Camille Rewinds (Camille Redouble): Cannes Review
Noémie Lvovsky, Samir Guesmi, Yolande Moreau, Michel Vuillermoz, Denis Podalydès, Mathieu Almaric
17 October (France)
Charming French rom-com parties like it’s 1985.
CANNES - AN EMOTIONALLY DISTRESSED woman goes in search of her lost youth in this bittersweet French time-travel comedy, which owes more to Marty McFly than Marcel Proust. A strong local crowd-pleaser in Cannes, Camille Rewinds closed the Directors’ Fortnight and picked up a minor prize, the Prix SACD. A writer, actor and film-maker with a large fanbase in France, Noémie Lvovsky’s track record should guarantee the film solid local business and a niche Francophile following around the world. But this universal story of love and regret also feels funny and charming enough to break out to wider audiences, with the right marketing.
Lvovsky directs, co-writes and stars as Camille, a 40-year-old Parisian drowning in alcoholic anguish after splitting up from her former childhood sweetheart Eric (Samir Guesmi) after 25 happy years together. In the depths of her boozy despair, at a snowy New Year’s Eve party in 2008, she experiences a kind of fairy-tale flashback and wakes up in 1985. She is still attending school, her late mother is alive again, and she has a bright yellow portable cassette player buzzing with cheesy 1980s Europop hits.
Fate, it seems, has granted Camille a second chance. With the wisdom of hindsight, she struggles to rewrite history, resisting classmate Eric’s advances to save her adult self from future heartbreak, and forcing her mother to address some undetected health problems. But destiny is not so easily persuaded, and Camille eventually comes to learn that some life choices can be changed while others must simply be embraced.
Camille Rewinds opens with a bravura title sequence, a montage of liquor and cigarettes and assorted bric-a-brac tumbling across a dark backdrop in slow motion, followed by a surprised looking cat. Thus Camille’s life as a kind of midlife Bridget Jones is neatly encapsulated in prologue form. The visual style then settles down into fairly straight, light comedy mode: breezy and brightly lit, full of brisk comic energy, and garnished with an agreeably lurid assortment of gauche 1980s fashions and hairstyles.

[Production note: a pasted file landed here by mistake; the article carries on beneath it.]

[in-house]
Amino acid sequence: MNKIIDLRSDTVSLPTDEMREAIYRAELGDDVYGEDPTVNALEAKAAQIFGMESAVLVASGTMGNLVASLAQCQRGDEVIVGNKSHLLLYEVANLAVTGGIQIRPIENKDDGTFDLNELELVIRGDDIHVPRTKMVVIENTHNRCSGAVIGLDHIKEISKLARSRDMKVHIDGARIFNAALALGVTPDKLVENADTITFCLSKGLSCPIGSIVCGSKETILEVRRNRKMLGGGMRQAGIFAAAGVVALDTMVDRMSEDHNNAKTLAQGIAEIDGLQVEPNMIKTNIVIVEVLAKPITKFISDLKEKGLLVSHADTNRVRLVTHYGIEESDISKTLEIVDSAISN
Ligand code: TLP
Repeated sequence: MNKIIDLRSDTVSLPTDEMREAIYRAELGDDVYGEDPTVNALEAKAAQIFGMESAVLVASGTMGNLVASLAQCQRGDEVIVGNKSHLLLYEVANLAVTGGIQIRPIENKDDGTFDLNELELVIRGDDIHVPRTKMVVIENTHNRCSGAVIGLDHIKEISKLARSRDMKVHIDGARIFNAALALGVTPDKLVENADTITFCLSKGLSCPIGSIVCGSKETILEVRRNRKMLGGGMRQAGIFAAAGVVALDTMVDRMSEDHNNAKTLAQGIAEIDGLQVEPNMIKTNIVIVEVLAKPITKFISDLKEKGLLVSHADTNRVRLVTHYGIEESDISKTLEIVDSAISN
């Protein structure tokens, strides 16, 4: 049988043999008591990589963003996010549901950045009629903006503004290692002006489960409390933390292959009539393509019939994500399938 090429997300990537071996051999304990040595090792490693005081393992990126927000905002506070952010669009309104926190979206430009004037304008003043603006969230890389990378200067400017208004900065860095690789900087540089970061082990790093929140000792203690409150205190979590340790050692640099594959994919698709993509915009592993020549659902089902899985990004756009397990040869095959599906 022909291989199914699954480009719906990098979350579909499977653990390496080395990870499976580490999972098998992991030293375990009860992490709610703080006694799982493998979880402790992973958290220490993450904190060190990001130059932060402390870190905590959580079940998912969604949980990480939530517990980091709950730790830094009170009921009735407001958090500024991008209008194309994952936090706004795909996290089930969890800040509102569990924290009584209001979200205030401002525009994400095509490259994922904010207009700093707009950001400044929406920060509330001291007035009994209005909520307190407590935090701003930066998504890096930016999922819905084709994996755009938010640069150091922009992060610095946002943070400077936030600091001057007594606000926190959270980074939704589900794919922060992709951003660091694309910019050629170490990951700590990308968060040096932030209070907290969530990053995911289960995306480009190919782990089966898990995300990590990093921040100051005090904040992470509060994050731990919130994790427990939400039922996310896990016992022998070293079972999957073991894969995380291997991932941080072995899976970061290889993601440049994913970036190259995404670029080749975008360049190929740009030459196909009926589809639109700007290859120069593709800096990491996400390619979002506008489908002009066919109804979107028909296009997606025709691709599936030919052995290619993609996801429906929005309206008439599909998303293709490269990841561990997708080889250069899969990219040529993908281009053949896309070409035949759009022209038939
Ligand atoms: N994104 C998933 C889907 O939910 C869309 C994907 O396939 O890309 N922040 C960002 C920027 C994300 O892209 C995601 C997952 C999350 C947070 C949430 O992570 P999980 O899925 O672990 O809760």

Playing Camille at both 40 and 16, Lvovsky finds some inspired humour in the gap between what the audience and the characters can see, although Guesmi is more convincing in his physical transformation from middle age to gawky classroom Romeo. Devotees of French cinema will appreciate the sprinkling famous cameos, including Mathieu Almaric as a creepy teacher and François Truffaut’s long-time screen alter ego Jean-Pierre Léaud as a magical watchmaker. Denis Podalydès, one of a duo of comedy film-making brothers with a large local following, also plays a small but significant role.
Lvovsky is plainly winking at her French audience here, playing to the gallery. Camille Rewinds is full of such crowd-pleasing touches, mostly well-judged. A wry Gallic twist on Back to the Future or Peggy Sue Got Married, it is hardly the most original or challenging work, but it is effortlessly charming and emotionally engaging.
Venue: Cannes, Directors’ Fortnight screening, May 25
Production companies: F Comme, Cine@, Gaumont
Cast: Noémie Lvovsky, Samir Guesmi, Yolande Moreau, Michel Vuillermoz, Denis Podalydès, Mathieu Almaric
Director: Noémie Lvovsky
Writers: Noémie Lvovsky, Florence Seyvos, Pierre-Olivier Mattei, Maud Ameline
Cinematography: Jean-Marc Fabre
Editor: Michel Klochendler
Sales company: Gaumont
Rating TBC, 120 minutes
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